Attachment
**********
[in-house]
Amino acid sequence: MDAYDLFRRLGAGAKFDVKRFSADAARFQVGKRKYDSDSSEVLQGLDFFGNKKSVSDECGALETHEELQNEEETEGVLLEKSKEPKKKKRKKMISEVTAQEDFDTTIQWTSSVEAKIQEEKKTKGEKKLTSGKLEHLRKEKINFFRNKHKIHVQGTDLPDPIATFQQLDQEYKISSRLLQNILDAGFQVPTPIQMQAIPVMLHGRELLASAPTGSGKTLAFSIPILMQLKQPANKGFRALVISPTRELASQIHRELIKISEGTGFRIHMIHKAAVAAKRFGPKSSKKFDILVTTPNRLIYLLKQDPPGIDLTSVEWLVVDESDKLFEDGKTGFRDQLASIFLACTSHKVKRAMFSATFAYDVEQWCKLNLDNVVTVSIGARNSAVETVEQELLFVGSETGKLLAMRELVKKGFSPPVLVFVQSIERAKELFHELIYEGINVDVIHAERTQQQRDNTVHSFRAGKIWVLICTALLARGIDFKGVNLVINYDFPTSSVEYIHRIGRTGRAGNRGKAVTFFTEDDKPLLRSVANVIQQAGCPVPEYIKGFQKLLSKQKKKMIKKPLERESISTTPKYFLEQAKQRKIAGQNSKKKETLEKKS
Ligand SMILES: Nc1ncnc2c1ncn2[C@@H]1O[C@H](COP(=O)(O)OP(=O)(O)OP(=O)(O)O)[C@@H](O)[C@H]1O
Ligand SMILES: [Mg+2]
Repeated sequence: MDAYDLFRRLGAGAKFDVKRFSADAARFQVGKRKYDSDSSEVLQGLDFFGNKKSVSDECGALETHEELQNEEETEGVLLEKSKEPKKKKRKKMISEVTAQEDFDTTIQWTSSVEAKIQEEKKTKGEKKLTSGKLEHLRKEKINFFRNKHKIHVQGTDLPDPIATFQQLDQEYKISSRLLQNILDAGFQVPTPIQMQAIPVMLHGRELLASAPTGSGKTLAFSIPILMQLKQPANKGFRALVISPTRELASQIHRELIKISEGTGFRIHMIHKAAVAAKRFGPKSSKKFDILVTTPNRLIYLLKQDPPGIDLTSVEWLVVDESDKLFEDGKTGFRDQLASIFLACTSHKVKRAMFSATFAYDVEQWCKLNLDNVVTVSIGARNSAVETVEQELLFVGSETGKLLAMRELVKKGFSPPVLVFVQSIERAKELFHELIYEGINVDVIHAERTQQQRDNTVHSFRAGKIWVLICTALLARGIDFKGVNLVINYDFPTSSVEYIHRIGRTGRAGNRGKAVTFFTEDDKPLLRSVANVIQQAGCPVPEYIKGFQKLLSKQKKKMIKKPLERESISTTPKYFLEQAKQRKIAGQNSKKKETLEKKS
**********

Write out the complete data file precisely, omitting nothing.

[in-house]
Amino acid sequence: MDAYDLFRRLGAGAKFDVKRFSADAARFQVGKRKYDSDSSEVLQGLDFFGNKKSVSDECGALETHEELQNEEETEGVLLEKSKEPKKKKRKKMISEVTAQEDFDTTIQWTSSVEAKIQEEKKTKGEKKLTSGKLEHLRKEKINFFRNKHKIHVQGTDLPDPIATFQQLDQEYKISSRLLQNILDAGFQVPTPIQMQAIPVMLHGRELLASAPTGSGKTLAFSIPILMQLKQPANKGFRALVISPTRELASQIHRELIKISEGTGFRIHMIHKAAVAAKRFGPKSSKKFDILVTTPNRLIYLLKQDPPGIDLTSVEWLVVDESDKLFEDGKTGFRDQLASIFLACTSHKVKRAMFSATFAYDVEQWCKLNLDNVVTVSIGARNSAVETVEQELLFVGSETGKLLAMRELVKKGFSPPVLVFVQSIERAKELFHELIYEGINVDVIHAERTQQQRDNTVHSFRAGKIWVLICTALLARGIDFKGVNLVINYDFPTSSVEYIHRIGRTGRAGNRGKAVTFFTEDDKPLLRSVANVIQQAGCPVPEYIKGFQKLLSKQKKKMIKKPLERESISTTPKYFLEQAKQRKIAGQNSKKKETLEKKS
Ligand SMILES: Nc1ncnc2c1ncn2[C@@H]1O[C@H](COP(=O)(O)OP(=O)(O)OP(=O)(O)O)[C@@H](O)[C@H]1O
Ligand SMILES: [Mg+2]
Repeated sequence: MDAYDLFRRLGAGAKFDVKRFSADAARFQVGKRKYDSDSSEVLQGLDFFGNKKSVSDECGALETHEELQNEEETEGVLLEKSKEPKKKKRKKMISEVTAQEDFDTTIQWTSSVEAKIQEEKKTKGEKKLTSGKLEHLRKEKINFFRNKHKIHVQGTDLPDPIATFQQLDQEYKISSRLLQNILDAGFQVPTPIQMQAIPVMLHGRELLASAPTGSGKTLAFSIPILMQLKQPANKGFRALVISPTRELASQIHRELIKISEGTGFRIHMIHKAAVAAKRFGPKSSKKFDILVTTPNRLIYLLKQDPPGIDLTSVEWLVVDESDKLFEDGKTGFRDQLASIFLACTSHKVKRAMFSATFAYDVEQWCKLNLDNVVTVSIGARNSAVETVEQELLFVGSETGKLLAMRELVKKGFSPPVLVFVQSIERAKELFHELIYEGINVDVIHAERTQQQRDNTVHSFRAGKIWVLICTALLARGIDFKGVNLVINYDFPTSSVEYIHRIGRTGRAGNRGKAVTFFTEDDKPLLRSVANVIQQAGCPVPEYIKGFQKLLSKQKKKMIKKPLERESISTTPKYFLEQAKQRKIAGQNSKKKETLEKKS